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First of, I'd like to use only native JavaScript to complete this task.

Let's say I am to make a custom dropdown, and the HTML code looks kind of like this.

<div class="dropdown">
  <span class="dropdown-label" style="display:block">Select a thing</span>
  <ul class="dropdownItemContainer">
    <li>Item 1</li>
    <li>Item 2</li>
    <li>Item 3</li>
    <li>Item 4</li>
    <li>Item 5</li>
    <li>Item 6</li>

In the CSS file I have something close to this:

ul.dropdownItemContainer li:hover {
  background-color: #FF0000;

Yeah, there's really no dropdownish behavior, but it's not the point of discussion actually. The problem is that I couldn't think of a decent way to enable keyboard control for this dropdown. The desired outcome is the following: I press the down key, and the first option is highlighted; I press it again, and the second option is highlighted and so on.

The only option that I see at this point (just started studying JS) is to fetch all of the ul's children, stick'em into an array and assign the tags a background color through JS methods in a proper way whenever the down key is pressed.

On the other hand, I still have the :hover behavior described in the CSS for mouse countrol. Is there a smart way of simulating hovers?

share|improve this question
Keyboard navigation makes heavy use of :focus. –  Alessandro Vendruscolo Feb 7 '13 at 9:21
@AlessandroVendruscolo true, but I can't really get a focus on anything onther than <a href="something"> or regular control elements, can I? :) –  Loki Feb 7 '13 at 9:23
only jQuery solutions come to my mind :( –  Tom Sarduy Feb 7 '13 at 9:28
Add the tabindex attribute, or put anchors inside the lis — see this answer –  Alessandro Vendruscolo Feb 7 '13 at 9:34
@AlessandroVendruscolo focus events on base of tabindex are not very reliable. E.g. the :focus pseudoclass won't trigger in some browsers. –  Christoph Feb 7 '13 at 10:25

4 Answers 4

up vote 3 down vote accepted

I would go with a simple assignment of a class on your li-elements and steer it with a keydown handler. The following code is not meant to be complete but give you something you can work with.

var active = document.querySelector(".hover") || document.querySelector(".dropdownItemContainer li");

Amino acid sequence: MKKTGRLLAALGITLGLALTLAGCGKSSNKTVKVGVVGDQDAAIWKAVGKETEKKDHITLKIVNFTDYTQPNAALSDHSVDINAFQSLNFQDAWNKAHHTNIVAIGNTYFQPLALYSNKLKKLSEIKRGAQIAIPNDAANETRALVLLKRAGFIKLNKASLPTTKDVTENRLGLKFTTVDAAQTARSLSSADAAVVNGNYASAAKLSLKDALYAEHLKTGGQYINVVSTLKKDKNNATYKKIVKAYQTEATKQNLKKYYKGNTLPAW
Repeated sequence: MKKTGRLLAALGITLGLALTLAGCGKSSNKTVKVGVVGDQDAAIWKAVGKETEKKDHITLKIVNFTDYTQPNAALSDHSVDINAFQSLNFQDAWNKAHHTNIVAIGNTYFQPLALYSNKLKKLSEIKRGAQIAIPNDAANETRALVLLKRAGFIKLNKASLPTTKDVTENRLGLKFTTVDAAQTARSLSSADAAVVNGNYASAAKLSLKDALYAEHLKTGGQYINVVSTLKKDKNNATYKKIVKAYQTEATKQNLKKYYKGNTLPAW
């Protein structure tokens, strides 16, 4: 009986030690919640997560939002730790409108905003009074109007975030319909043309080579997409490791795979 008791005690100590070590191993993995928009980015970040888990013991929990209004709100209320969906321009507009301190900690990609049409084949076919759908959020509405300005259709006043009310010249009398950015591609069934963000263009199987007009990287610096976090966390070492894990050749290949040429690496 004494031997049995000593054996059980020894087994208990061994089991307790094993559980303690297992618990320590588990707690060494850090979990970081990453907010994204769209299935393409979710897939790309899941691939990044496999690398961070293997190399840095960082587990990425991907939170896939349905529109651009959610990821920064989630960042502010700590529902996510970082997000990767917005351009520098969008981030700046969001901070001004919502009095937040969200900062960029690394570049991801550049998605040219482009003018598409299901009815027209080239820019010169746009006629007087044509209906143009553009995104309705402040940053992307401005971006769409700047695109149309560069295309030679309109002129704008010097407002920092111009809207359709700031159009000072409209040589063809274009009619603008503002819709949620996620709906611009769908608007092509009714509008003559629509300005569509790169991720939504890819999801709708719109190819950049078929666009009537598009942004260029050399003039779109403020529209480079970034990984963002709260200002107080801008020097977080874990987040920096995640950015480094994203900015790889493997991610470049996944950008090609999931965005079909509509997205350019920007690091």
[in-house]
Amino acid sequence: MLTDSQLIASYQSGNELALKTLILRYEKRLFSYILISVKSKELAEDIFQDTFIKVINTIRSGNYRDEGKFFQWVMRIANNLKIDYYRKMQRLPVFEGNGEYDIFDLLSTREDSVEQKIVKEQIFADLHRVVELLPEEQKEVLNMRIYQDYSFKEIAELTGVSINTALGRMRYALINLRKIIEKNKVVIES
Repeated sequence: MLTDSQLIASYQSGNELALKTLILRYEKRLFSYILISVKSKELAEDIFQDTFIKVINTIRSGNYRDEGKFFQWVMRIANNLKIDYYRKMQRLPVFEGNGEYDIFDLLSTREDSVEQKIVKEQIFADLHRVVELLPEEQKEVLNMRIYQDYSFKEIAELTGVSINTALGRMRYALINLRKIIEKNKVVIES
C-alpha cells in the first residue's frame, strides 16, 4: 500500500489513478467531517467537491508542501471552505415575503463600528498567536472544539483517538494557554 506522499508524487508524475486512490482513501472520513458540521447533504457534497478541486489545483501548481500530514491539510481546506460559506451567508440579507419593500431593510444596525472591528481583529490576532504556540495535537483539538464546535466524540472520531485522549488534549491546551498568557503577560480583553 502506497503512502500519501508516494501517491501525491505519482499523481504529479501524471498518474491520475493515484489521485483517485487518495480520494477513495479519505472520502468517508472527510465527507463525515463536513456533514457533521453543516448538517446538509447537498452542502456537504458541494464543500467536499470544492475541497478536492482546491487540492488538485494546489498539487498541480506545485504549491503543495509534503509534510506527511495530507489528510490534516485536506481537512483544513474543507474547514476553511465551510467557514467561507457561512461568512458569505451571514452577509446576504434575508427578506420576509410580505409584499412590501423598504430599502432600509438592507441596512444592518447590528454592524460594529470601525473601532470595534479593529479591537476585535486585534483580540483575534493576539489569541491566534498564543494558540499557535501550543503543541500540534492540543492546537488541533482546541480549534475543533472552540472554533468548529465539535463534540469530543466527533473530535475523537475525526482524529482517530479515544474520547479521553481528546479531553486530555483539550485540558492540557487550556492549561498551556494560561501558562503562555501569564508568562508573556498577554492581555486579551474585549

function handler(e){
    if (e.which == 40){
        active = active.nextElementSibling || active;
    }else if (e.which == 38){      
        active = active.previousElementSibling || active;
        active = e.target;

You can see a working example here

share|improve this answer
+1 I took the liberty to merge this with your code, Loki. Feel free to accept this answer. See jsfiddle.net/samliew/Hd7X9/4 –  Samuel Liew Feb 7 '13 at 10:03
Thank you for your time guys. –  Loki Feb 7 '13 at 10:06

You may want to use a library instead of coding this from scratch.



share|improve this answer
Thank you for your answer, but, as I've mentioned, I'm trying to study native JS, so I actually want to code this whole thing from scratch. I know that JQuery provides a lot of possibilities and customization options, and I admit they're cool and useful, but I'll get to it eventually :) –  Loki Feb 7 '13 at 9:26
If you could provide a link, or re-create this on jsfiddle, we could work on it collaboratively. –  Samuel Liew Feb 7 '13 at 9:37
jsfiddle.net/Hd7X9 - here you go. I've written you on facebook, guess I'll need to give you some more background. –  Loki Feb 7 '13 at 9:55

reality you didn't need any js for dropdown but You can use JavaScript Event for simulating it. you can use event like hover, focus, onclick

in JS You Can use This For Set Event

//place code that want ran at event happened

in JQuery you can use bind, click ,...

    //place code that want ran at event happened

list of Event


share|improve this answer
you cannot use focus on plain list elements... –  Christoph Feb 7 '13 at 9:38
@Christoph Yes we can use focus event quirksmode.org/dom/events/index.html –  mohammad mohsenipur Feb 7 '13 at 9:40
well, the fact that the focus element is supported does not change the fact that only window, links and formfields can be focussed by default. You need to declare tabindex on an element otherwise, and even then, focus is inconsistently supported. –  Christoph Feb 7 '13 at 10:15

I would suggest removing the hover attribute from css. And add only a hovered class which is applied on keypresses and on mouseover

This could look like this in Code

var dropDown = document.getElementsByClassName("dropdownItemContainer")[0]

document.addEventListener("keydown",function (e) {
    if(e.keyCode == 38 || e.keyCode == 40 ) {
        var key = e.keyCode
        var hovered = dropDown.getElementsByClassName("hovered")
        if(hovered.length != 0 ) {
            cur = hovered[0]
            cur.className = ""
            cur = cur[(key==38?"previous":"next")+"ElementSibling"] || dropDown.children[key==38?dropDown.children.length-1:0] 
        } else {
            cur = dropDown.children[key==38?dropDown.children.length-1:0]

dropDown.addEventListener("mouseover",function (e) {
    for( var i = 0,j; j = dropDown.getElementsByClassName("hovered")[i];i++)
        j.className = "";
    e.srcElement.className = "hovered";

Heres an example on JSFiddle

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